The Great White Way was given a dose of black magic this past week during the Apollo Music Cafe‘s “Black Magic: A Broadway Cabaret.” The evening featured the stellar talents of Tony-award winner Lillias White (“Fela” and “Chicago”) and Chester Gregory (“Dreamgirls” and Sister Act”) performing songs that were made famous by black entertainers on Broadway. The timely event arrived in a season where there is a surge of African-Americans on Broadway in productions such as “Porgy & Bess,” “Sister Act,” “A Streetcar Named Desire,” “Magic/Bird,” and the recently closed, “The Mountaintop.”

While Gregory welcomes the increased presence of diversity, he remains unsatisfied with the lack of people of color behind the scenes. “What I still long to see is more of us producing, writing and directing to share a more authentic experience for what it is to be African-American,” he says.

Gregory believes that promoting such change begins by nurturing the interests of youth in theatre. So if you happen to attend “Sister Act,” and mention that you’re a student chances are he will come and greet you with open arms. “I get excited when I see black folk and students in the audience. I go out and talk to them and let them know there is work for you here in this field behind the scenes.”

Heeding his own advice has recently found Gregory working on his own untitled theatrical project in collaborating with playwrights. However don’t expect Gregory‘s play to debut on Broadway since he noted funding is a major challenge for many people of color in the theater world. Therefore off-Broadway and off-off Broadway is often rich in works from people of color including Katori Hall‘s “Hurt Village” to Layon Gray‘s “Black Angels Over Tuskegee.”

While much is discussed about the state of African-Americans on Broadway, the Latino community is largely overlooked. Therefore worthy of being added to the aforementioned list is the Felix Rojas‘ “Growing up Gonzales,” at The Jan Hus Playhouse. The play is about the coming-of-age experiences of two brothers in the Puerto Rican section of the Bronx. According to Rojas the Latino community faces a slightly more complex challenge when it comes to increasing visibility on Broadway.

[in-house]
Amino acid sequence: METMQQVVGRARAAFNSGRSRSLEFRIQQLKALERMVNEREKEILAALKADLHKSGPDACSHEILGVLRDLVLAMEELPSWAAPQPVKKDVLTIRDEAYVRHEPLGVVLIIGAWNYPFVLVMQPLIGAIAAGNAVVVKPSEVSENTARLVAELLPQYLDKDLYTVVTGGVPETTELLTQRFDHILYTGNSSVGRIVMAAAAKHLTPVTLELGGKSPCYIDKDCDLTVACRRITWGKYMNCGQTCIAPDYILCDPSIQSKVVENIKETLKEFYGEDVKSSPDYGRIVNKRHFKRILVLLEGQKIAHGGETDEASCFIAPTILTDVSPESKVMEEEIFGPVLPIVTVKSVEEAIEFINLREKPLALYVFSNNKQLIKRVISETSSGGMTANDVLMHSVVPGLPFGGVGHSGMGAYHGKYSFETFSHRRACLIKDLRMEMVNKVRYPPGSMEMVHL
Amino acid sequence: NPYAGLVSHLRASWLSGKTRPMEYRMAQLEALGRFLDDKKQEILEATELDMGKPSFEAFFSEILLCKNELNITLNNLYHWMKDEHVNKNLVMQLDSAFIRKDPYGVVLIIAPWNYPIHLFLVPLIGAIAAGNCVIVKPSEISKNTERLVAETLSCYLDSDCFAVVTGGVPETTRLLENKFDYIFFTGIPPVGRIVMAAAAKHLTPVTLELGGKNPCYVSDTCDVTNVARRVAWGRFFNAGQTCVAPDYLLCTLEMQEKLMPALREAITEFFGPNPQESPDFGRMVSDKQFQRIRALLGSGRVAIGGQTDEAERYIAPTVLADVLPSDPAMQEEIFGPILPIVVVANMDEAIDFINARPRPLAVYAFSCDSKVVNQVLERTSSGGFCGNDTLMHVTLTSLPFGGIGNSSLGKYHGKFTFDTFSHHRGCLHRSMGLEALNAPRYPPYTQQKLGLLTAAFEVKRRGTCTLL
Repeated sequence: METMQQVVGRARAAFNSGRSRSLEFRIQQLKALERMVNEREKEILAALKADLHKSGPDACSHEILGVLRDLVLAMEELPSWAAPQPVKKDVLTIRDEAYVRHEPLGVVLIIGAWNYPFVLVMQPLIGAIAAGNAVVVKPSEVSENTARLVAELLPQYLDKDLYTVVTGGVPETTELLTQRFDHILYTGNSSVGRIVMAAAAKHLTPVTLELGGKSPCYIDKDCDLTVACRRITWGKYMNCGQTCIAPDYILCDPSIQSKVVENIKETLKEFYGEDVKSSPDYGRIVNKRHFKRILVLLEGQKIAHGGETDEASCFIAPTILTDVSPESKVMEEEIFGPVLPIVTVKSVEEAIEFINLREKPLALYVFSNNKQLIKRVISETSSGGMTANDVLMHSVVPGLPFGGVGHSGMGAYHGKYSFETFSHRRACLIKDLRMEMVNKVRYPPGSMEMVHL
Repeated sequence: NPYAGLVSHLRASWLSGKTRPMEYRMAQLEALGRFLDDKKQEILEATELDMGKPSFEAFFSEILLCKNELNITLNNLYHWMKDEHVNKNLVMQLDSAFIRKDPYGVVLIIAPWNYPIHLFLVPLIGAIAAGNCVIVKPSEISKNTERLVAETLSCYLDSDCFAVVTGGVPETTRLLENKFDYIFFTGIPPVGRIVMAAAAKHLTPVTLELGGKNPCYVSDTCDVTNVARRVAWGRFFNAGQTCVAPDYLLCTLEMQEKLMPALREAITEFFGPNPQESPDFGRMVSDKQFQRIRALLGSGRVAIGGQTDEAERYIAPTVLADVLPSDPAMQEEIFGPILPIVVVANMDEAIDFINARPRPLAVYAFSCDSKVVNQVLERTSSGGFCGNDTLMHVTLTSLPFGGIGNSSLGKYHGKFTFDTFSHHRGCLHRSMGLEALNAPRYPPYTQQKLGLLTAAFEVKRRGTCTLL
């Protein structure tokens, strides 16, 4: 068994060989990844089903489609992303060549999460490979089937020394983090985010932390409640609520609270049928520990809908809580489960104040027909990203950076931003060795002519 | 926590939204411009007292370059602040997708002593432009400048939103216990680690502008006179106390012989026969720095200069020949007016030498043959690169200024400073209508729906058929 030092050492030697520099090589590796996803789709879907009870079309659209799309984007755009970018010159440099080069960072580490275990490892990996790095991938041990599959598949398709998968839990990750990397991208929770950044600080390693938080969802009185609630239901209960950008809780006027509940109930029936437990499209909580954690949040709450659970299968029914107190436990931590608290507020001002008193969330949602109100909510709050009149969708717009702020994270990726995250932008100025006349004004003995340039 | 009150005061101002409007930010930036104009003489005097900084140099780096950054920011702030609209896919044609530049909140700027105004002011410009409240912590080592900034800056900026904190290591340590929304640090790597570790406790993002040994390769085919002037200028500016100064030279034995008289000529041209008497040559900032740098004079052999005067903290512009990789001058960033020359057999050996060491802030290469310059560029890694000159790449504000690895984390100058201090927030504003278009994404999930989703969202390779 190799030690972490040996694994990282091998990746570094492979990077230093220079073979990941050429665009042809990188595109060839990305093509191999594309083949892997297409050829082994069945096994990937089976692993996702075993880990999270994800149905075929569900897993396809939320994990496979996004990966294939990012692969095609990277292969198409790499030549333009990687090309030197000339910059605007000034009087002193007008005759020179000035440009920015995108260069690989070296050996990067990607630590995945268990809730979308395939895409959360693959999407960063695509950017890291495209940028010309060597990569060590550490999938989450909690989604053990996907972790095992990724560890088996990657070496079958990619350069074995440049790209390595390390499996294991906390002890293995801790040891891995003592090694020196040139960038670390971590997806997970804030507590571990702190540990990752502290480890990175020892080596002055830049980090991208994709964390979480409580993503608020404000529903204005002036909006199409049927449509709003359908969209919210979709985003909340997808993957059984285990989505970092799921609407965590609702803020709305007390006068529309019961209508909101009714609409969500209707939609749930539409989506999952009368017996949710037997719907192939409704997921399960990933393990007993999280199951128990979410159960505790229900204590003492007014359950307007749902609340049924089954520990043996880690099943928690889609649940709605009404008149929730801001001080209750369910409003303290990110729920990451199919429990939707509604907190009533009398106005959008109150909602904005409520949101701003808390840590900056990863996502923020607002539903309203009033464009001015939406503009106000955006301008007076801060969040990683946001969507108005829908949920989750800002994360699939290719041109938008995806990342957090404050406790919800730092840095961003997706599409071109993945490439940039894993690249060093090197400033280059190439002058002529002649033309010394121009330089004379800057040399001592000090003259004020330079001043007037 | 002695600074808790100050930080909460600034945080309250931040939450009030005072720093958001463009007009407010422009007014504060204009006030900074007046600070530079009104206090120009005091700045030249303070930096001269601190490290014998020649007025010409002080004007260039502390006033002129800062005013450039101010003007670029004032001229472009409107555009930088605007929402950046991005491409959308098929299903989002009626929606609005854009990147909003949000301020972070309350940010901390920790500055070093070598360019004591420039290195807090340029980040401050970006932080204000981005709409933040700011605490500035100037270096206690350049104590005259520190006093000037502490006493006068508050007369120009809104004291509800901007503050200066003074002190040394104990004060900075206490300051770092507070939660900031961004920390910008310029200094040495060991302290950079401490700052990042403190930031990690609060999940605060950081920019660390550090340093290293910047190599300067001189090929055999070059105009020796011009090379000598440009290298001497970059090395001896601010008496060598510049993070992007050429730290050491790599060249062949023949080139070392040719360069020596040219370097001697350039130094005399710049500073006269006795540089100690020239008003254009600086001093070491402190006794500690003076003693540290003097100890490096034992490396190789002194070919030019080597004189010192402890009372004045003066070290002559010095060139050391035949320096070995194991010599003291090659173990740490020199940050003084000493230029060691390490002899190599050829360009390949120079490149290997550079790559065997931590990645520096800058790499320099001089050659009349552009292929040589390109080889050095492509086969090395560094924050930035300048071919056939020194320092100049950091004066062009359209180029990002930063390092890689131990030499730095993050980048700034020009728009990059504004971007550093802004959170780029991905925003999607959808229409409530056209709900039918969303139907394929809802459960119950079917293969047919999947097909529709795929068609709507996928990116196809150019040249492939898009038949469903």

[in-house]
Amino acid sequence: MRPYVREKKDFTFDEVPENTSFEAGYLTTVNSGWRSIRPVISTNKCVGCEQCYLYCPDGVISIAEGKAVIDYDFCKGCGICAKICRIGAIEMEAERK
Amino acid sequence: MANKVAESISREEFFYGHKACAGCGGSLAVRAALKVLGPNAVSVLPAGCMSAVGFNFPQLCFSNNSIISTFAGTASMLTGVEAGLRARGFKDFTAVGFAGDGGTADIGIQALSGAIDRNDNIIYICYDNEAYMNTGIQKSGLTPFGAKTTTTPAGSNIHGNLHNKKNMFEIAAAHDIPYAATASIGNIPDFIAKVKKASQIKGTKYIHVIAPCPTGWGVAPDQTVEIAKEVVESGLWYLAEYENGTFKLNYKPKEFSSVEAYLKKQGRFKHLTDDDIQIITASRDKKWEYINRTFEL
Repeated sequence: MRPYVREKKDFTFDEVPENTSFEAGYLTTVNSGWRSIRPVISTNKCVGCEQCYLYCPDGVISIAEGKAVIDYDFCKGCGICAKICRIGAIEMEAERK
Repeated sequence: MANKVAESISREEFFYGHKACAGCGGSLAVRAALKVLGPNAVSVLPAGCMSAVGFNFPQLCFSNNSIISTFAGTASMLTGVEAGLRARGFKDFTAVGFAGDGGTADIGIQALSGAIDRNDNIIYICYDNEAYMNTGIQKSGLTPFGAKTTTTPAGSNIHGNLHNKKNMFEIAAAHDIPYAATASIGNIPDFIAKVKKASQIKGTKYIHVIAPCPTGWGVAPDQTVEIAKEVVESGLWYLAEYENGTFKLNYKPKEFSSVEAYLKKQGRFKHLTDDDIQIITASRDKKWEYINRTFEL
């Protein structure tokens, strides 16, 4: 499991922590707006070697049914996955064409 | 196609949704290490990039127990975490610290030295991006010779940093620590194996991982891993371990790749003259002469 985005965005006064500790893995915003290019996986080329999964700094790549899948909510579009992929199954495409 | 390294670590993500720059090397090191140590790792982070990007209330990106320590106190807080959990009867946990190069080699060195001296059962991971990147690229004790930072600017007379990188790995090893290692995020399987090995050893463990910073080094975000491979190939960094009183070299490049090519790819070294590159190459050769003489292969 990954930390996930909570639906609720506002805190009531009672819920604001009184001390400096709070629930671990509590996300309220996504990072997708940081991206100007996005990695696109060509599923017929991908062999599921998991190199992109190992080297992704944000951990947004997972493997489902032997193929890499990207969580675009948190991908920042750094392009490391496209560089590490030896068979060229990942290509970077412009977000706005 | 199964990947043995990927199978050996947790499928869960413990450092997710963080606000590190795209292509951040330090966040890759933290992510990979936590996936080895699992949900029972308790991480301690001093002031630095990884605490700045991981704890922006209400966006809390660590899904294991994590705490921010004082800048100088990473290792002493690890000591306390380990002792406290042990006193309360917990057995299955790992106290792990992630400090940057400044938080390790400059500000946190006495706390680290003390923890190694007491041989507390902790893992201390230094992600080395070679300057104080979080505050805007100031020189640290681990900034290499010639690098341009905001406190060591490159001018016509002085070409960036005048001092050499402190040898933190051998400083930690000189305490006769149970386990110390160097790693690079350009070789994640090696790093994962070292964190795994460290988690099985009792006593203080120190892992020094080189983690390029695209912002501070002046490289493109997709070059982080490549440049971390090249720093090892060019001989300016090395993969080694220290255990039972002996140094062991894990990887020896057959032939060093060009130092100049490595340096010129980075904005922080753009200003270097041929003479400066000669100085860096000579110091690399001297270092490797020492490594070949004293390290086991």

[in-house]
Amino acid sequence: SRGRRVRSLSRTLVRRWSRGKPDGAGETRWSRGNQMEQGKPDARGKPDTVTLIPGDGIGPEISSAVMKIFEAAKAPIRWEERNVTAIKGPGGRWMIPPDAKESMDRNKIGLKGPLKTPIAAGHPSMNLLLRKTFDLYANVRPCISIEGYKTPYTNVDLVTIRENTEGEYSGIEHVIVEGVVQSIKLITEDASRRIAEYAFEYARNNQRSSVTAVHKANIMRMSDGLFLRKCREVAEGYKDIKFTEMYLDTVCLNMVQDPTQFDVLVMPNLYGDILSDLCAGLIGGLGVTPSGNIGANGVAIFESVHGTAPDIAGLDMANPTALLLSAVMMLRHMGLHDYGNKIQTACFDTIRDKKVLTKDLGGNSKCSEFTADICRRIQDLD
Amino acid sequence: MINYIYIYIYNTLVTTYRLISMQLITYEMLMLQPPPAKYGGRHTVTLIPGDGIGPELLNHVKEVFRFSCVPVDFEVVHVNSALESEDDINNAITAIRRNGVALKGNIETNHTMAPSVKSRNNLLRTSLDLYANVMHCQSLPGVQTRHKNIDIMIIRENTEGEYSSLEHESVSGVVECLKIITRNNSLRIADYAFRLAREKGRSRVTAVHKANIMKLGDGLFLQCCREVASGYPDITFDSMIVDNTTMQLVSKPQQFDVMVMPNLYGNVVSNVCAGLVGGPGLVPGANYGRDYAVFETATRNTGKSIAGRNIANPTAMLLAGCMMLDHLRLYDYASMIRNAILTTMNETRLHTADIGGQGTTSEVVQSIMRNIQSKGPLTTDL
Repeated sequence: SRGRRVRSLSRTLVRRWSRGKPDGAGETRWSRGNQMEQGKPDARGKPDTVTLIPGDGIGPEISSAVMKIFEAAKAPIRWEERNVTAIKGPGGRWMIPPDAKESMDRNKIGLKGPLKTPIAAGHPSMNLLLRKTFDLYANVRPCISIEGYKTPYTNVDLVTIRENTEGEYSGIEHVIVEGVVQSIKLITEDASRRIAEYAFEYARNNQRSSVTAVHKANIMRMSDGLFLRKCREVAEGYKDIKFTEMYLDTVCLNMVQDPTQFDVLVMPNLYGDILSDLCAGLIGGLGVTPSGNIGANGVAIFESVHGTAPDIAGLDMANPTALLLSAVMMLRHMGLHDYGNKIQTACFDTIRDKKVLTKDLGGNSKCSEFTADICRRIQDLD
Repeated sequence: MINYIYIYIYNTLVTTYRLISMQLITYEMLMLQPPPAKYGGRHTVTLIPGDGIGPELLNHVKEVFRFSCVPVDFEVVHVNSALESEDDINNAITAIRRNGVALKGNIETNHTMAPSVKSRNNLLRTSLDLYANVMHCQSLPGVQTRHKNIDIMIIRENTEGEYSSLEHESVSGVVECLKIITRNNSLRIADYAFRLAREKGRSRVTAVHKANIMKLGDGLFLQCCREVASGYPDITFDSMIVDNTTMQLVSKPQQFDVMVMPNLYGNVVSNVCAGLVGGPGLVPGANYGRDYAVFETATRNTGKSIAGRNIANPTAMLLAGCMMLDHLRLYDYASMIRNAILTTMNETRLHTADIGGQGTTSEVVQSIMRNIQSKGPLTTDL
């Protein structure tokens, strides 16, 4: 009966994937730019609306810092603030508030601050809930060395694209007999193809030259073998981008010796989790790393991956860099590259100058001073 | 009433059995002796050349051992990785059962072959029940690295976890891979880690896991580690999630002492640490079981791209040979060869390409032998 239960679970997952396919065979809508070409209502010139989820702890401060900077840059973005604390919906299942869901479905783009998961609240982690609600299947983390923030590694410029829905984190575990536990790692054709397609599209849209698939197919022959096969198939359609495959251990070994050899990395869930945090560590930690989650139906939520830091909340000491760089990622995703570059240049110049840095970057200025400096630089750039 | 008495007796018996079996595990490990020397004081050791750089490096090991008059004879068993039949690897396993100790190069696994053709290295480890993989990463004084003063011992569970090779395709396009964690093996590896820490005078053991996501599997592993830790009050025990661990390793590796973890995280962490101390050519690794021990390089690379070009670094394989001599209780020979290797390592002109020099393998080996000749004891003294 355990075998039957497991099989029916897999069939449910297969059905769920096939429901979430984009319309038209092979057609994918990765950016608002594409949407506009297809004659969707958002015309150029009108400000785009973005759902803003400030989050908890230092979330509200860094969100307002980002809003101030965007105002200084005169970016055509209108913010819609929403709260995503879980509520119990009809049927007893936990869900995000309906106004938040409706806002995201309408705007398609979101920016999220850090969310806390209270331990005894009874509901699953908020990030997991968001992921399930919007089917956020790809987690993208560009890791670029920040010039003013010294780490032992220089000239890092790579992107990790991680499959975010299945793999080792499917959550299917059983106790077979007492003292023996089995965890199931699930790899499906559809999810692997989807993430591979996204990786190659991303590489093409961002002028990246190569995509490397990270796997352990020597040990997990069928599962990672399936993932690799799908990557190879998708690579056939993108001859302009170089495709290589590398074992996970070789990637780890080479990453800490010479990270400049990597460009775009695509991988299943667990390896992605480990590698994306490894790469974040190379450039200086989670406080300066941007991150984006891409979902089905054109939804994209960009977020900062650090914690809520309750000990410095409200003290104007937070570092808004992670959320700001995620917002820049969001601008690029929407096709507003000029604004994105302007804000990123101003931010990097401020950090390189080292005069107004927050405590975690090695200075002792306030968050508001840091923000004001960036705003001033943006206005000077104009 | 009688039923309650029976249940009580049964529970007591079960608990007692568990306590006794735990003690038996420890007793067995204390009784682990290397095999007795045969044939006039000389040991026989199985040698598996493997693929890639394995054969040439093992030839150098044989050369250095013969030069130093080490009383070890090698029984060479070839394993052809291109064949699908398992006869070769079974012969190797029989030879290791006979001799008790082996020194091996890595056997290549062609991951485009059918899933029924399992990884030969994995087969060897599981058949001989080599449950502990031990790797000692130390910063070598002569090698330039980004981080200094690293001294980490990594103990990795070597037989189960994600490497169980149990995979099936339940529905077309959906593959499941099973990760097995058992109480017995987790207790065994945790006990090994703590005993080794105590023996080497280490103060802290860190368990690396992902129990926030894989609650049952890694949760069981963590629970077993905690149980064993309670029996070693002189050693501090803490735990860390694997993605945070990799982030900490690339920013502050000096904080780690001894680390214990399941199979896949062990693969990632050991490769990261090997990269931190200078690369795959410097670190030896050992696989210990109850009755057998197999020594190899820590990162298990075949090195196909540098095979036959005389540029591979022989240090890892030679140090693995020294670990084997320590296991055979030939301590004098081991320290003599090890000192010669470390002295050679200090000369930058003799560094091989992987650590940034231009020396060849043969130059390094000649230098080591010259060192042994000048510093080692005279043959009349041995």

“People think if it’s a play about Latinos all Latinos can relate to it. That’s not the case,” he reveals. “Mexicans will support Mexican theater, the Spanish will support theirs and our cultures are very different. African-Americans have done a great job creating an audience for film and theater. The African-American community is a lot less complicated than the Latino community.”

Rojas is focused on creating universal works with humor and pathos to help bridge such divides within and outside of the Latino community. “I know you can’t give a crash course in the Nuyorican culture but I am a cultural ambassador to anyone who is open to one.”

If only the gatekeepers of Broadway would crack those doors even wider, then talented individuals like Rojas and Gregory would find an even larger stage where they can shine from Harlem to the Great White Way.